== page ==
In line with the new airfare structure that Malaysia Airlines (MAS) will be implementing on Monday, it will reduce the commission it pays travel agents for ticket sales to 2% from 5% instead of pushing ahead with the 0% commission policy.
The 0% commission policy has been deferred to Jan 1, 2008. This was what the Malaysian Association of Tour and Travel Agents (Matta) told its travel agents in a memorandum dated yesterday, a copy of which was obtained by StarBiz. MAS had originally planned to implement the 0% commission policy on Monday.
The move to implement the 0% policy is not unique. Singapore Airlines implemented that policy several years ago and carriers from the US, Britain, Germany, Switzerland, France and elsewhere do not pay commissions for sale of their tickets to travel agents.
Matta said in the memo that the reduction to 2% was to help travel agents defray cost and help them cope with the new business model. This arose after several consultative meetings between the airline and the association. It is learnt that officials from Matta and MAS had met early this week to decide on the 2% and the deferment of the 0% commission.
The memo stated that the 2% was applicable for all MAS reservation booking fare types but, for full Iata-published fares and government warrants, the 5% commission remained.
MAS in a statement yesterday said it would offer from Monday new competitive fares for customers to enjoy 16 new fare options from eight previously, confirming a report in The Star yesterday.
MAS said it was moving towards a net fare environment in 2008 where MAS, Matta and Bumitra Malaysia (representing wholly bumiputra-owned agencies) would adopt a service fee model.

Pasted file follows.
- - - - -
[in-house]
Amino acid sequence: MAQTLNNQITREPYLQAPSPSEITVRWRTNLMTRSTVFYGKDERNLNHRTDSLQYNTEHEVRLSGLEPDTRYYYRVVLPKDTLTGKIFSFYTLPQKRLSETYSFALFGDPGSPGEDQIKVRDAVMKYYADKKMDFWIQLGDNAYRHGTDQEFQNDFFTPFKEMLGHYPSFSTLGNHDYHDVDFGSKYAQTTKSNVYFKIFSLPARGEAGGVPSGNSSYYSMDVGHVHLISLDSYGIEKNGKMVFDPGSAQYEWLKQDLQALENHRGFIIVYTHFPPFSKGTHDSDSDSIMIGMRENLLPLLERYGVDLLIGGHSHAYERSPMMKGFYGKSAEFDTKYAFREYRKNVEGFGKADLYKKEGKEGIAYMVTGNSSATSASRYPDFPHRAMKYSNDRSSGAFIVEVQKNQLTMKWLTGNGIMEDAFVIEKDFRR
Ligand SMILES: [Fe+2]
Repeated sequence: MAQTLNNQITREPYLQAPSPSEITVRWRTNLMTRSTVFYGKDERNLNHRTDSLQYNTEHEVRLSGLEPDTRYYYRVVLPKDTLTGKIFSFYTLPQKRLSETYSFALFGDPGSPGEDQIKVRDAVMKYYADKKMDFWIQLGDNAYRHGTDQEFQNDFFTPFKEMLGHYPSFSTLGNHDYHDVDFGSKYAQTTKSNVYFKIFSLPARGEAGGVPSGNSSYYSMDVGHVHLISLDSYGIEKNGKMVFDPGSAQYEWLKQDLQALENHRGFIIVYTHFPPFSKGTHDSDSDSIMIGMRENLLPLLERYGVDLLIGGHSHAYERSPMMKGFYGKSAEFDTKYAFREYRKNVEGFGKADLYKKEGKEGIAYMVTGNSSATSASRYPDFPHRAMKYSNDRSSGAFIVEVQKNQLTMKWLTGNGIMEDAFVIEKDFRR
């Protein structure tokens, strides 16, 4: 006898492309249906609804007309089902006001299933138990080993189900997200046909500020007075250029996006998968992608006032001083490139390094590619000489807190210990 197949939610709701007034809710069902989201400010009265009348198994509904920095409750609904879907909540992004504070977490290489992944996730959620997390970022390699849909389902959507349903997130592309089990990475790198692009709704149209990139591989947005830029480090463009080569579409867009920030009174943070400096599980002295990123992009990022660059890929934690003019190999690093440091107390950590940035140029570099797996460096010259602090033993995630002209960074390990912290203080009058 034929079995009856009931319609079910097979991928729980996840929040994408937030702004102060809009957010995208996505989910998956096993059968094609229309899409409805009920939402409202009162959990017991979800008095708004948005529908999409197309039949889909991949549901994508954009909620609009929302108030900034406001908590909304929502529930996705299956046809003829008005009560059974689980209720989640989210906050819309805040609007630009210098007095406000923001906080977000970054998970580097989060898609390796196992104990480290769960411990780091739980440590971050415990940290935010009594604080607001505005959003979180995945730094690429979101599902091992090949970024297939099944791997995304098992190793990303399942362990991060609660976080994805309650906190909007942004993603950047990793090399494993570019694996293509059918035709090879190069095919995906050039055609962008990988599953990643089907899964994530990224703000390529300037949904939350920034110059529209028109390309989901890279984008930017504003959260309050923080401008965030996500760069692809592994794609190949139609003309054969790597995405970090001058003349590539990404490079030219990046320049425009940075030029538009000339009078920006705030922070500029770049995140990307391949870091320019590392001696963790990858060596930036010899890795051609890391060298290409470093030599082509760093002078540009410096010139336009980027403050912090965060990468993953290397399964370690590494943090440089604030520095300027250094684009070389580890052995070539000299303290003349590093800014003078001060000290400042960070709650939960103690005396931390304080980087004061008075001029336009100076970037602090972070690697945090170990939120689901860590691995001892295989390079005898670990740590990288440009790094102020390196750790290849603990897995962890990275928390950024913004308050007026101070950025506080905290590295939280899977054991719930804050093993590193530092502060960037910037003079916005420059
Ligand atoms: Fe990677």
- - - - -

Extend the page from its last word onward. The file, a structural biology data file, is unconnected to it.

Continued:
MAS had been warning agents that a 0% commission policy was inevitable. The move would certainly deprive travel agents of their traditional income of earning commissions on ticket sales, with commissions having fallen from 9% initially to 7% and now 5%.
The commission is partly to pay for agents’ costs but agents that have shifted their focus to offering value-added services such as hotel accommodation, tour and sightseeing packages and even cruises, will not feel the impact as much as those that rely solely on ticket sales. Some agents earn nearly 80% of their income from service fees.
The onus is on smaller agents to venture into value-added services to avoid the crunch in 2008. But in the memo, Matta did recommend its agents to “keep the 2% commission and start charging service fee” effective Monday.
It said the MAS administrative fee remained unchanged for financial year 2007 and MAS ticketing offices would begin charging a ticketing fee to replace the existing service fee for ticket issuance from Monday onwards.
MAS, like other airlines, is pushing for online bookings so that it does not have to pay agents commissions to save costs.
MAS offers some discounts for fares for Internet bookings but some travellers feel MAS can do better with its online offers. To them, the best deals are still offered by travel agents. Who will benefit from the new fare scheme remains to be seen, but travellers are hoping that fares will continue to come down and the fuel surcharges be reviewed given the slide in oil prices.